Having met our required standards during testing, the Westermo devices were deployed extensively throughout the city and are now providing the data communications for several major traffic control systems. Over 1300 pieces of equipment are currently connected via the new network and with the traffic control systems being constantly upgraded this figure continues to grow.
“We have found the technology to be robust and reliable. The devices consume very low power, which means they generate little heat. This is important, as the switches are often installed in cramped, unventilated cabinets with other electronics that can be damaged if they get too hot.”
“The Westermo Lynx switch is very versatile, offering an array of smart features and network connections. For example, the SFP option gave us the ability to easily switch between copper and fiber wiring, while the serial port enabled connection to legacy traffic light systems.
The option to perform text-based configuration from a console port has supported our need for fine granular control and rapid mass deployment of devices. Every device received a consistent configuration, but we had the flexibility to adjust the configuration of specific devices, where required. This functionality has enabled us to install all the devices in a little over 12 months. This helped us to make significant savings because the costly leased lines to the datacenter could be terminated sooner.”
“While we were installing the new network, we needed to retain the old system and move the functionality across gradually. However, with the cost of maintaining the old leased line copper network was so high, we wanted the new network to be very simple and fast to implement. We started with a classic layer-2 approach, consisting of an MRD router and up to six Lynx switches or Line Extenders connected to it. Every Traffic Light Controller was then connected to a Line Extender or switch, depending on the existing cabling in place.
However, because it is difficult, time consuming and costly to install and maintain a data network of this size within a city such as Amsterdam, we knew the new network would eventually have to be able to support more than just the traffic light systems. In fact, it must support camera surveillance, traffic information systems, automatic number plate recognition camera and even public lighting systems. Critically, these other applications must be isolated from each other for security purposes, while changes or additions to the network must also be simple to achieve.”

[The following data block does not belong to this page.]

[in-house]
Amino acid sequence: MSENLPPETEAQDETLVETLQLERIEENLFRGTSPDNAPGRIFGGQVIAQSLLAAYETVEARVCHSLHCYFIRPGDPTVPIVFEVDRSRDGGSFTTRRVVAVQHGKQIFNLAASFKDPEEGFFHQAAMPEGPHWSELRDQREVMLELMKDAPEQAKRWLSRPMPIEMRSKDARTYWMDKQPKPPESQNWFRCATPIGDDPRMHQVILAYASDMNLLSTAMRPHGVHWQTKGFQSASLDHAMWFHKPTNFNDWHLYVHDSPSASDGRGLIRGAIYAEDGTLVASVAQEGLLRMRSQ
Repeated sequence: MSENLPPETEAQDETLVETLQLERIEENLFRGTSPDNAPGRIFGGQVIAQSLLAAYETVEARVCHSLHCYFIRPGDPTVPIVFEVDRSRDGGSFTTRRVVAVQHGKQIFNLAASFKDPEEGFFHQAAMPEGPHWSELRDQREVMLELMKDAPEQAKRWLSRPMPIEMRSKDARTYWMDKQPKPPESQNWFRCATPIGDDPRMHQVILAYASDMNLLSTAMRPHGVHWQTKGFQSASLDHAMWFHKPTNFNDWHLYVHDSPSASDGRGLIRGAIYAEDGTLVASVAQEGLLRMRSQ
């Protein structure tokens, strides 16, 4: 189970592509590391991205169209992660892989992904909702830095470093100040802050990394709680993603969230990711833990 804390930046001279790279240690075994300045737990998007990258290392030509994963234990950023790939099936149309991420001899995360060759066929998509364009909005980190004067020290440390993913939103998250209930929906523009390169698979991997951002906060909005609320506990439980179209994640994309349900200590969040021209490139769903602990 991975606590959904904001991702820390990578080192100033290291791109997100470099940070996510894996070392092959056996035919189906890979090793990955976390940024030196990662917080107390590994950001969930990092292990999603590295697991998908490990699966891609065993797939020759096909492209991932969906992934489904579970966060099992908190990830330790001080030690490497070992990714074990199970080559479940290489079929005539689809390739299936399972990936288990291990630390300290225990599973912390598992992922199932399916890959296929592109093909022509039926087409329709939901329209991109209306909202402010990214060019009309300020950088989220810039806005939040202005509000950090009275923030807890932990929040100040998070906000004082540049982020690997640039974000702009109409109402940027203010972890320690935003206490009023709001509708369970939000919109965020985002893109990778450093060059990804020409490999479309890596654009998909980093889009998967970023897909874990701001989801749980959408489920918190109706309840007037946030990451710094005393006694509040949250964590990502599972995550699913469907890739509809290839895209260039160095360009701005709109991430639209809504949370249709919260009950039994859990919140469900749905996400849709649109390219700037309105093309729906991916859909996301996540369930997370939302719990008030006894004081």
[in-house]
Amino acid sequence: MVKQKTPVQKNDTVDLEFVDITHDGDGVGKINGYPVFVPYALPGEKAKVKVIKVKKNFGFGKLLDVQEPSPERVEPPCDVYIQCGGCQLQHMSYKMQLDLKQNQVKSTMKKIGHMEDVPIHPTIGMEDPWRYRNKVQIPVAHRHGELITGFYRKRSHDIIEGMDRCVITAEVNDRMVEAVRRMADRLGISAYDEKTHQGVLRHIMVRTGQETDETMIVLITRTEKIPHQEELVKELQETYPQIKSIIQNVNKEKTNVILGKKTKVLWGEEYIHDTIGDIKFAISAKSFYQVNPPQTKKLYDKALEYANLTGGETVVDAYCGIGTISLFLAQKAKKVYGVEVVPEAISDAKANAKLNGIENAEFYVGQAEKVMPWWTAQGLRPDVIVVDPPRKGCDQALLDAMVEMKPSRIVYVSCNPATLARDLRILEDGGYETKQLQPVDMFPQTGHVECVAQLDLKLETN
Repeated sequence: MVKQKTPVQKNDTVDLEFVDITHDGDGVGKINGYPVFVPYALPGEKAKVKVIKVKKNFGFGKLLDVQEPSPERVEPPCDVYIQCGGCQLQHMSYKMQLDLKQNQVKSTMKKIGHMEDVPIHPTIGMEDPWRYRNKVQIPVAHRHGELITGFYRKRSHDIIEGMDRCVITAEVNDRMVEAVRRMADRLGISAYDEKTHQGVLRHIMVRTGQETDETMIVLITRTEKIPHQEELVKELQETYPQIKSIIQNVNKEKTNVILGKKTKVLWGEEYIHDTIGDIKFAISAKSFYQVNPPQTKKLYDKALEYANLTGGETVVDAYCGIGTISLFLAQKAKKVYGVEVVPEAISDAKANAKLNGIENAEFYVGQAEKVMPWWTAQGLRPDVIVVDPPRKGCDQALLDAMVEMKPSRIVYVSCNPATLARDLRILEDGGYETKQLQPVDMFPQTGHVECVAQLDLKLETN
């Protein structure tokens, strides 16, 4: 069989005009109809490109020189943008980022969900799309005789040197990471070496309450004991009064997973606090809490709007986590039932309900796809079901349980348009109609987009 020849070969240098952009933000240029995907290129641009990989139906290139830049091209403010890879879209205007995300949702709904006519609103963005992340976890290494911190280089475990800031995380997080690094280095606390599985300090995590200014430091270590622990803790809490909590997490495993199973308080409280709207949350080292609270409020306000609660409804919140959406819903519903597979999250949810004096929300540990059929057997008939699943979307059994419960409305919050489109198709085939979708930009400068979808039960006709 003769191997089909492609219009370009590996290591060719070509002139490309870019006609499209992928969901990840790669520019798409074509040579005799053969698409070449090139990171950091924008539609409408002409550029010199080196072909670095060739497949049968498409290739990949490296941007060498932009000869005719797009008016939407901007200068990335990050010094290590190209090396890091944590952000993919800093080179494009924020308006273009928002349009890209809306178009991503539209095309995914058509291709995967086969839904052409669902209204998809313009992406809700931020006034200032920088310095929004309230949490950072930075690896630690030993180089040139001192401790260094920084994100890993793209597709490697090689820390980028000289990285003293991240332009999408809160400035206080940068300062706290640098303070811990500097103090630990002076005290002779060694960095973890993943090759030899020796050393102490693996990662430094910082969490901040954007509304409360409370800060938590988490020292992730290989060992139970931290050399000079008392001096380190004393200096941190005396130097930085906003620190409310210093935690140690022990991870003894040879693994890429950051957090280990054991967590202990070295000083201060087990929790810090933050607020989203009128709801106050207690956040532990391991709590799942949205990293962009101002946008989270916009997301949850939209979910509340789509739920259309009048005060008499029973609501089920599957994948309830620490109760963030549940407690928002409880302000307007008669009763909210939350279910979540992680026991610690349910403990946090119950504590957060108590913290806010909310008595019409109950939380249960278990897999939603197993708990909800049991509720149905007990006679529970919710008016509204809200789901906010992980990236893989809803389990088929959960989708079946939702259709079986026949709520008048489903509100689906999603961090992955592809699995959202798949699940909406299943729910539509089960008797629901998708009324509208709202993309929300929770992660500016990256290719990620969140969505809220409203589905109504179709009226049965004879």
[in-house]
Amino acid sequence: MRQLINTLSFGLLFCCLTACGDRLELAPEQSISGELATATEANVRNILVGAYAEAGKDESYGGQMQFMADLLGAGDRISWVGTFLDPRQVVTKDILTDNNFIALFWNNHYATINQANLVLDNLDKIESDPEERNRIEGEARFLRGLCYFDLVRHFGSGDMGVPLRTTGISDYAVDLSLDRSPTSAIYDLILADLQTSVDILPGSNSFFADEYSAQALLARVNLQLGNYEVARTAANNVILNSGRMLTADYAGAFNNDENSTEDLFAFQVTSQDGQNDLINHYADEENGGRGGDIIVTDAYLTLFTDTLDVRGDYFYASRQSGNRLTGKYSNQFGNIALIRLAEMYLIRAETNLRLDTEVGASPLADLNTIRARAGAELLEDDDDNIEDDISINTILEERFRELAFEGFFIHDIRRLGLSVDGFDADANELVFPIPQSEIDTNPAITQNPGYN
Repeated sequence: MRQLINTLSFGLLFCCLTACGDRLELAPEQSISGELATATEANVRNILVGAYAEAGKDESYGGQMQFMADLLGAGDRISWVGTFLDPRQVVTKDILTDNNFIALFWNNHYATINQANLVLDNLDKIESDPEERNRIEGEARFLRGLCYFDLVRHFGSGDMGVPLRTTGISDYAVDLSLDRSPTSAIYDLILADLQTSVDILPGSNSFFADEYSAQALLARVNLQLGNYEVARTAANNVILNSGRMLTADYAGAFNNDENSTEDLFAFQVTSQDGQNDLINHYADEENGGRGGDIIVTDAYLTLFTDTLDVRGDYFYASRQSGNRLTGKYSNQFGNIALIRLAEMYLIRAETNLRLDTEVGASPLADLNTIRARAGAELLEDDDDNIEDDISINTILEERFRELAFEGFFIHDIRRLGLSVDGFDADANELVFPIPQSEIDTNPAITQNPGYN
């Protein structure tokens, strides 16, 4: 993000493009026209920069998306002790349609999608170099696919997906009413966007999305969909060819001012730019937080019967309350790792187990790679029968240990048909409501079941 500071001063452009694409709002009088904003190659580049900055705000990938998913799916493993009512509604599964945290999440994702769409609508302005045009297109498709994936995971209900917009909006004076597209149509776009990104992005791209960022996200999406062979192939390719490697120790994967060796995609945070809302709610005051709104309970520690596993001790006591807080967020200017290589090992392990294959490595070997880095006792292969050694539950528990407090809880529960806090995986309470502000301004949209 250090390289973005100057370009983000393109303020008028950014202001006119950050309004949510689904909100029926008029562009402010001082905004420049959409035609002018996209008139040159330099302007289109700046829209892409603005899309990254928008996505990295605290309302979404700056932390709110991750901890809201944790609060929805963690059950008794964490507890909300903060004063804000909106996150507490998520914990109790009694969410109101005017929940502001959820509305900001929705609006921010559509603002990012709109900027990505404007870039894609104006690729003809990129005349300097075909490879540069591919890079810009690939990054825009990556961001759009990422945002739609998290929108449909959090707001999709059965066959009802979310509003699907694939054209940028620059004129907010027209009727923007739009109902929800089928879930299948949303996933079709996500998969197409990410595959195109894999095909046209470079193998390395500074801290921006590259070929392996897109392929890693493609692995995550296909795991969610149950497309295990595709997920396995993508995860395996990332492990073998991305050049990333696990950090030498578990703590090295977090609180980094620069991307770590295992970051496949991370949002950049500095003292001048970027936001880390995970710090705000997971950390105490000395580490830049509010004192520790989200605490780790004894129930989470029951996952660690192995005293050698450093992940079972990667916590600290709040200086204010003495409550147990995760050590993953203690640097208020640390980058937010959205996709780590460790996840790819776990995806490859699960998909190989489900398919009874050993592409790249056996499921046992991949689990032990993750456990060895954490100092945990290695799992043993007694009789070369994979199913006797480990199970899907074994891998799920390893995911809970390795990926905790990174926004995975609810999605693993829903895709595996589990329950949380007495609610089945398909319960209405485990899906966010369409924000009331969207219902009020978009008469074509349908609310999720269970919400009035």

“Efficient use of the cable infrastructure is therefore critical, which is why we selected switches with layer 3 functionality at the start of the project. This enabled us to create a layer-3 network design. A clever combination of OSPF routing, local firewalling and layer-2 and layer-3 features has yielded a very flexible, secure and redundant gateway network design. The network is now sufficiently resilient to withstand common issues, such as cable damage and power outages.”
“Using the Westermo Redfox switches, we will soon couple our updated network to the fiber optic rings used to control the city’s metro lines. This will provide fully redundant gigabit connections to our datacenter for many of our surveillance cameras and traffic systems.”
“Using Westermo technology we have built a robust and reliable networking solution that will last for a long time. The technology offers the functionality we need to modernise the network and enable us to make quick system upgrades over the lifecycle of the system,” Bish added. “As far as we are aware, this is the most advanced network infrastructure in place in The Netherlands and to date the solution has performed flawlessly. We expect that within five years the industrial network will cover the whole of Amsterdam and its surrounding areas and this will almost completely rely on gigabit fiber links, with only a handful 4G connections still required.”
Use case 1: Traffic light control